Book: Douglas McGrath.
Lyrics: Carole King and Gerry Goffin, Barry Mann & Cynthia Weil
Director: Mark Bruni
The Carole King hit ‘Some Kind of Wonderful’ aptly describes this musical production. The success of the show heavily depends on the acting and particularly the vocal talent of leading lady, Molly-Grace Cutler who fills the role perfectly. She has mastered the heavy Brooklyn accent of King and the inflection in her voice when singing.
Beautiful charts Carole’s musical journey from a gangly teenager living in the Bronx who excels at piano playing to becoming a major star who goes on to sell out Carnegie Hall, where the show begins and ends after her phenomenally successful 1971 album, Tapestry. Initially, it focuses on her songwriting partnership with her husband, Gerry Goffin, his philandering ways and the eventual breakdown of her marriage to him.
Molly-Grace Cutler is excellent as King, she brings an incredible amount of passion and emotion to the role and a genuine warmth as she captures not only King’s voice but her soul as well. She makes King so likable and convincing that her rendition of ‘You’ve Got a Friend’ will have brought a tear to the eyes of those watching. The show conveys how King’s music reflects her life experiences and makes it easy to empathise with her situation and the decisions she makes along the way. Several songs are cleverly used to reflect King’s changing circumstances; ‘Some Kind of Wonderful’ marks the discovery that she’s pregnant and ‘Up on the Roof’ refers to Goffin’s unsettled childhood, ‘Will You Still Love Me Tomorrow?’ (penned with Goffin, King’s first Number One hit at 17), comments not on the pair’s first night together but King’s fears of her husband’s infidelity and ‘One Fine Day’ presents his eventual affair from the perspective of both women.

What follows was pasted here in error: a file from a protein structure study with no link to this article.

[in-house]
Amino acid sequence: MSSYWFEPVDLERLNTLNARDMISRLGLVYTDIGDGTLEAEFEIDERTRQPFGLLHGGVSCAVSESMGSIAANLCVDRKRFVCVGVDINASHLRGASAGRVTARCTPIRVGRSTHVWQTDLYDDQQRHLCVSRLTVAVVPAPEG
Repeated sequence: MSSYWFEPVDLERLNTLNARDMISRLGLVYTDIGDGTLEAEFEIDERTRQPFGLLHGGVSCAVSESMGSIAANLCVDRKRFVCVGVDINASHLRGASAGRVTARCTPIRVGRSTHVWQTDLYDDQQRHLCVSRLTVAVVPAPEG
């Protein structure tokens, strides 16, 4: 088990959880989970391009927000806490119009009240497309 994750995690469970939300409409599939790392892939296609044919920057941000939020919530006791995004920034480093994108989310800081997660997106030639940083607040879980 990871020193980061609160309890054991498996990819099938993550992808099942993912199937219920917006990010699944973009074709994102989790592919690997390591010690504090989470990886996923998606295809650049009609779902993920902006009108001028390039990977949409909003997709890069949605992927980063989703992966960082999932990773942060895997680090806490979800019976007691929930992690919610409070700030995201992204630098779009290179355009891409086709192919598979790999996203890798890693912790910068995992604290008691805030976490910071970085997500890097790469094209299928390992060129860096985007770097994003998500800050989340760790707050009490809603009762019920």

The show includes all of King’s countless hit songs including ’Take Good Care of My Baby’, ‘It Might as Well Rain Until September’ and ‘It’s Too Late.’ A cameo from Little Eva singing ‘The Locomotion’ on roller skates is unforgettable and we were informed of a little known fact that she was King’s babysitter before becoming famous. Cutler’s rendition of ‘(You Make Me Feel Like) A Natural Woman’ gives chills and received a standing ovation.
Seren Sandham-Davies and Jos Slovick play likable duo Cynthia Weil and Barry Mann, the songwriting duo who are also infamous in music history with hits such as ‘You’ve Lost that Lovin’ Feeling’, and ‘Who Put the Bomp’ and whose rivalry with King and Goffin is legendarily held together by a genuine life-long friendship. Tom Milner does great work as King’s troubled, two-timing husband, Gerry.
Special mention must be made of the extremely talented ensemble who are all multi-talented and sing, dance and play an assortment of musical instruments. Josh Prince’s choreography is to be applauded and the scenic design by Derek McLane is wonderfully versatile. The show is directed brilliantly by Marc Bruni, coordinating the transitions from recording studios, small offices and living rooms to performance stages in nightclubs.
Costume designer Alejo Vietti deftly moved the ensemble from the 1950’s through to the 1970’s with notable magic moments such as the Shirelles’ and Little Eva’s instant change from comfortable rehearsal clothes to glamorous performance wear.
This is an uplifting, inspiring tale of personal growth of how a sixteen-year-old wannabe songwriter lives through the pain of infidelity and being a divorced single mum but later surpasses all the odds to become a world-class solo recording artist. It is certainly easy to understand why King’s songs still resonate today and why they are classics. It is a show for all ages, from those who still remember the songs from the eras they were written in, to youngsters discovering the songs today.
Runs until 15th October 2022